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OK, we’re well into earnings season with not much in terms of surprises. Financials are showing generally good strength, but there's really not much to focus on. At least earnings should be the focus. Obviously, it really isn't. So what's then is the focus?

Geopolitical tensions related to:

1. War: Possible regional war involving Israel, Lebanon, Syria, Iran ... there’s some talk out there about this being the start of a world war although that's quite a big jump ... however, think about what started WW1 and WW2, regional wars in certain parts of Europe

2. Oil supply disruption: Nigerian pipelines again

3. North Korea: No one foresees a war there because China (business is good), Japan (too much to lose) and Korea (still growing well) all are too close to eachother to risk going nuclear. NK might not be there in terms of launch capabilities, but who knows if their nukes can be dirty bombs?

4. India bombings: More bad news for emerging markets who really got hurt in the past few months

5. Cold relations between the US and Russia. Bush and Putin seemed to talk nice in the G8 meeting but the trend does not look like they’re getting closer together. It’s in the US’ interest to figure out something … they have to with oil prices at all time highs and Russia pushing its agenda in eastern Europe (as well as its ally in China ... think war games exercises held jointly by both armies last year).

6. With all of the above, it's almost like Iraq isn't an issue but you can't say that with casualties still occurring on all sides and US dollars continually being spent there.

And so where are the markets now? About where they were at the market low (June 13/14). Nasdaq is actually quite a bit lower.

I was hoping for markets do drive up to new highs and then drop down to push past the lows of June 14th. It's happening sooner than I thought. No one could have predicted this since it's mainly due to the action in Israel/Lebanon. With oil very close to 80 (some talk of 90), can the US economy keep humming along. Numbers from China continue to amaze me. They’re traveling around Africa and other corners of the world buying up expensive oil (among other commodities), but they’re still moving in high gear.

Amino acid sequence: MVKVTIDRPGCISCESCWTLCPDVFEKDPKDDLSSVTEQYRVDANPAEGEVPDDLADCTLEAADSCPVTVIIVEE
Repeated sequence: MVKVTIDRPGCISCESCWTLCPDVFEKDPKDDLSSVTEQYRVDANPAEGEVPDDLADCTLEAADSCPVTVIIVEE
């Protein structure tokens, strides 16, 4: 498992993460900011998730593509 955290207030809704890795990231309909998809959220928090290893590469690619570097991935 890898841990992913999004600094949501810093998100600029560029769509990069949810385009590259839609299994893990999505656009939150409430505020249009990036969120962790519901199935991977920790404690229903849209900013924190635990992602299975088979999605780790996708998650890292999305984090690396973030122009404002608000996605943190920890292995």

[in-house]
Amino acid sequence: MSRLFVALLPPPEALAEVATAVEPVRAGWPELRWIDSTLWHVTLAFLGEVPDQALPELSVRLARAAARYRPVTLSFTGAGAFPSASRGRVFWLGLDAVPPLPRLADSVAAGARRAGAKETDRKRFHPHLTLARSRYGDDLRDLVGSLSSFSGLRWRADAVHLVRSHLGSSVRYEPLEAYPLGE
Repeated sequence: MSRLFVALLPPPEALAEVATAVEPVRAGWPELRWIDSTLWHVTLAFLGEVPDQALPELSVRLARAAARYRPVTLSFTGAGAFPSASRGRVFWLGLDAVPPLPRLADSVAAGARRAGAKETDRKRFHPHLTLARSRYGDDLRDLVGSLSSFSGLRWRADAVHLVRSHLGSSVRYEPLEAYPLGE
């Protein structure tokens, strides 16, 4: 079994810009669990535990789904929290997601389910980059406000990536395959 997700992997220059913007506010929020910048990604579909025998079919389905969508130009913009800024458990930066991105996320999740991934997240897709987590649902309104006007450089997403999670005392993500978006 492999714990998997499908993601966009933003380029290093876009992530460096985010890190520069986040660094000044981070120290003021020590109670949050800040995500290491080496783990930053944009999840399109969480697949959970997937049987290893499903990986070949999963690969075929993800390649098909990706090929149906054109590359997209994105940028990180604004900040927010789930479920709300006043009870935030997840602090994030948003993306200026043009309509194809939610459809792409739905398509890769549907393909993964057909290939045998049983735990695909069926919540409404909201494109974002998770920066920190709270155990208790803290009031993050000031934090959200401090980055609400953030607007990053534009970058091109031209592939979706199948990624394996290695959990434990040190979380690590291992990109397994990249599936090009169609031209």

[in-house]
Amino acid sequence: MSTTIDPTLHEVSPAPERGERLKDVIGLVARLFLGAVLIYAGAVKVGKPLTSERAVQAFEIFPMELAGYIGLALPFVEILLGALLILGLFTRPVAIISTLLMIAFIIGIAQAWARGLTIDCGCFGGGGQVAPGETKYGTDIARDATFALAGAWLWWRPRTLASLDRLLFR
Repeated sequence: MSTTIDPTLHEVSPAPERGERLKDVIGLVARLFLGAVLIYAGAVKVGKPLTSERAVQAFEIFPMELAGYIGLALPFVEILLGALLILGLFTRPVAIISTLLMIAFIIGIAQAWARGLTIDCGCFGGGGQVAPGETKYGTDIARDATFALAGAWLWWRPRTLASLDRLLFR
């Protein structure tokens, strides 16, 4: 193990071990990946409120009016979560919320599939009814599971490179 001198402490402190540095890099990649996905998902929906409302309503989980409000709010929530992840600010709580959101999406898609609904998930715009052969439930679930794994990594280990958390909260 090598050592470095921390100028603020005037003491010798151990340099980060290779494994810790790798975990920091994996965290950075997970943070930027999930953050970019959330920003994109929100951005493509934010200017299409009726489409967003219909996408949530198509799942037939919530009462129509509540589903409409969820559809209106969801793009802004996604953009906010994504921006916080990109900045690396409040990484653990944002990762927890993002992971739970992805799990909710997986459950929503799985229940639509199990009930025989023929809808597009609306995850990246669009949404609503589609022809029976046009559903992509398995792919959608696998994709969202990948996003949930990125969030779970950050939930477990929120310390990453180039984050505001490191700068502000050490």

What's the chain reaction? Inflation numbers up globally. Central banks continue to tighten globally. Liquidity dries up globally. Hunkering down (less spent on travel/leisure, reduced discretionary spending by consumers, business and governments, etc.) leads to slower economy continuing the concerns of slower and possibly even negative growth. Stagflation?

Why did the 10 year blip downwards on various occasions last week while the short side of the curve moved up a bit? The very short end is going to go up if the Fed (in addition to other central banks) continue to raise rates. Inverted curve not discussed as much these days but it could be a sign that agrees with my stagflation argument above.

I saw online that Bill Gross is talking about possible rate cuts by early next year. More fears of negative growth over inflation.

A very confusing time. In confusion, you must do the following:

1. Remember, keep high cash balances to prepare for shopping when prices are really depressed.

2. Watch the VIX (market volatility index). Buy at-the-money VIX calls when VIX is anywhere close to 12.

3. Keep the portfolio diversified. Keep minimal positions in stocks, bonds, cash and alternatives (gold, REITs, hedge funds, etc.). Despite the fact that correlations spike to 1, thus losing its benefit, its still better than putting all your eggs in one basket. If there is a bias to anything, it should be cash, then maybe gold.

4. Stock up on commodities. I stilll like gold. I still like energy. The various geopolitical events causing greater uncertainty works well for these (more the commodity itself than the stocks). However, in the case of both gold and energy, I strongly believe in owning both the commodity (futures if possible) as well as the stocks in that sector (ETFs if possible or direct stock selection).

The equity markets have basically had a straight line up since early 2003 through April 2006. It was time that the markets gave back something. The declines of May/June brought markets back to where they were near the beginning of the year (S&P 500 dropped to prices last seen in early Nov 05). So markets have basically given back six months of gains. But they were big gains (9.0% from Nov/Dec 05 to highs of 2006). I’m not certain if the “give-back” was enough. My view is that markets may retest the highs but won’t go far beyond if they do. My greater concern is for the market to strongly test the lows of mid June before the end of this year. By how much, no one can know.

Some say fundamentals look good now, better than they've been in a long while. With all the stimulus on the market now, the time to buy is when fundamentals look even better and there is greater clarity on many subjects, both macroeconomic and geopolitical. It may be too late to sell but investors should hold minimal amounts of all major asset classes anyway, assuming they have long term objectives. Still too early to buy. Now’s the time to accumulate cash where possible.

Source: Market Outlook: Too Late to Sell, Too Early to Buy